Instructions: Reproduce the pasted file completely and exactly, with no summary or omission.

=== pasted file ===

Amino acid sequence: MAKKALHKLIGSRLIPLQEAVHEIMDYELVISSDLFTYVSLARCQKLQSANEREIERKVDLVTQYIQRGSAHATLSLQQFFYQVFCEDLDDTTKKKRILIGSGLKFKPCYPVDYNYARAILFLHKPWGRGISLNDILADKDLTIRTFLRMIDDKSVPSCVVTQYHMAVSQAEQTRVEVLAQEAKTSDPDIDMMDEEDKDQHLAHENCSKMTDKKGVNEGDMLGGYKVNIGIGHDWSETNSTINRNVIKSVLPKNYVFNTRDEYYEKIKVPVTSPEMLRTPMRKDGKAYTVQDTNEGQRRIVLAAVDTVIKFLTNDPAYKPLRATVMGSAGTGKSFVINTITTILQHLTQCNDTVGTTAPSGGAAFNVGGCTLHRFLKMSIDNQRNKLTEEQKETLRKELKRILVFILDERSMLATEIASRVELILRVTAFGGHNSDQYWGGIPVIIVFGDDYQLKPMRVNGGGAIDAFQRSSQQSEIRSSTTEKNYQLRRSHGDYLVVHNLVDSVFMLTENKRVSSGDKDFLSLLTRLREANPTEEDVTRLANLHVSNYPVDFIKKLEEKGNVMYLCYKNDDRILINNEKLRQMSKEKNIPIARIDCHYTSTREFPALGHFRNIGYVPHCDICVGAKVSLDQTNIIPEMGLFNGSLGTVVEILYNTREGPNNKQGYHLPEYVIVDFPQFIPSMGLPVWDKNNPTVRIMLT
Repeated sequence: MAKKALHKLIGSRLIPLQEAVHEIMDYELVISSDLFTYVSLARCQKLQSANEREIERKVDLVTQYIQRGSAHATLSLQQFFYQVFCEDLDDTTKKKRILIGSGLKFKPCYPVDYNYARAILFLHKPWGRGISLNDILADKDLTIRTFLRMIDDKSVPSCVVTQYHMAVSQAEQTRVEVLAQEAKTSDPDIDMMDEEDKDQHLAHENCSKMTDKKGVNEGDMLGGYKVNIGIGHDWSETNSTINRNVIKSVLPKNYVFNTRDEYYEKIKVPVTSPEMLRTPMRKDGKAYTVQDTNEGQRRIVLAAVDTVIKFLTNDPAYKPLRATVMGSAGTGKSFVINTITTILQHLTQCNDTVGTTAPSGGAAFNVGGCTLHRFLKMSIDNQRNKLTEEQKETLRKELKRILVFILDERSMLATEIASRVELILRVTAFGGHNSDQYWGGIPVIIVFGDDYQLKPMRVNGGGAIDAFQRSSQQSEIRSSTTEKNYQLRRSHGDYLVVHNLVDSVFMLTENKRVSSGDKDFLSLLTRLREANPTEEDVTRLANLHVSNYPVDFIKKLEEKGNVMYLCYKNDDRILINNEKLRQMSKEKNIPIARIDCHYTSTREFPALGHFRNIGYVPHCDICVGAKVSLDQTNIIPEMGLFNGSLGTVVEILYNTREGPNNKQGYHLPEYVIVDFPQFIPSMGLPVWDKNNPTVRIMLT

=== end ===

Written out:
Amino acid sequence: MAKKALHKLIGSRLIPLQEAVHEIMDYELVISSDLFTYVSLARCQKLQSANEREIERKVDLVTQYIQRGSAHATLSLQQFFYQVFCEDLDDTTKKKRILIGSGLKFKPCYPVDYNYARAILFLHKPWGRGISLNDILADKDLTIRTFLRMIDDKSVPSCVVTQYHMAVSQAEQTRVEVLAQEAKTSDPDIDMMDEEDKDQHLAHENCSKMTDKKGVNEGDMLGGYKVNIGIGHDWSETNSTINRNVIKSVLPKNYVFNTRDEYYEKIKVPVTSPEMLRTPMRKDGKAYTVQDTNEGQRRIVLAAVDTVIKFLTNDPAYKPLRATVMGSAGTGKSFVINTITTILQHLTQCNDTVGTTAPSGGAAFNVGGCTLHRFLKMSIDNQRNKLTEEQKETLRKELKRILVFILDERSMLATEIASRVELILRVTAFGGHNSDQYWGGIPVIIVFGDDYQLKPMRVNGGGAIDAFQRSSQQSEIRSSTTEKNYQLRRSHGDYLVVHNLVDSVFMLTENKRVSSGDKDFLSLLTRLREANPTEEDVTRLANLHVSNYPVDFIKKLEEKGNVMYLCYKNDDRILINNEKLRQMSKEKNIPIARIDCHYTSTREFPALGHFRNIGYVPHCDICVGAKVSLDQTNIIPEMGLFNGSLGTVVEILYNTREGPNNKQGYHLPEYVIVDFPQFIPSMGLPVWDKNNPTVRIMLT
Repeated sequence: MAKKALHKLIGSRLIPLQEAVHEIMDYELVISSDLFTYVSLARCQKLQSANEREIERKVDLVTQYIQRGSAHATLSLQQFFYQVFCEDLDDTTKKKRILIGSGLKFKPCYPVDYNYARAILFLHKPWGRGISLNDILADKDLTIRTFLRMIDDKSVPSCVVTQYHMAVSQAEQTRVEVLAQEAKTSDPDIDMMDEEDKDQHLAHENCSKMTDKKGVNEGDMLGGYKVNIGIGHDWSETNSTINRNVIKSVLPKNYVFNTRDEYYEKIKVPVTSPEMLRTPMRKDGKAYTVQDTNEGQRRIVLAAVDTVIKFLTNDPAYKPLRATVMGSAGTGKSFVINTITTILQHLTQCNDTVGTTAPSGGAAFNVGGCTLHRFLKMSIDNQRNKLTEEQKETLRKELKRILVFILDERSMLATEIASRVELILRVTAFGGHNSDQYWGGIPVIIVFGDDYQLKPMRVNGGGAIDAFQRSSQQSEIRSSTTEKNYQLRRSHGDYLVVHNLVDSVFMLTENKRVSSGDKDFLSLLTRLREANPTEEDVTRLANLHVSNYPVDFIKKLEEKGNVMYLCYKNDDRILINNEKLRQMSKEKNIPIARIDCHYTSTREFPALGHFRNIGYVPHCDICVGAKVSLDQTNIIPEMGLFNGSLGTVVEILYNTREGPNNKQGYHLPEYVIVDFPQFIPSMGLPVWDKNNPTVRIMLT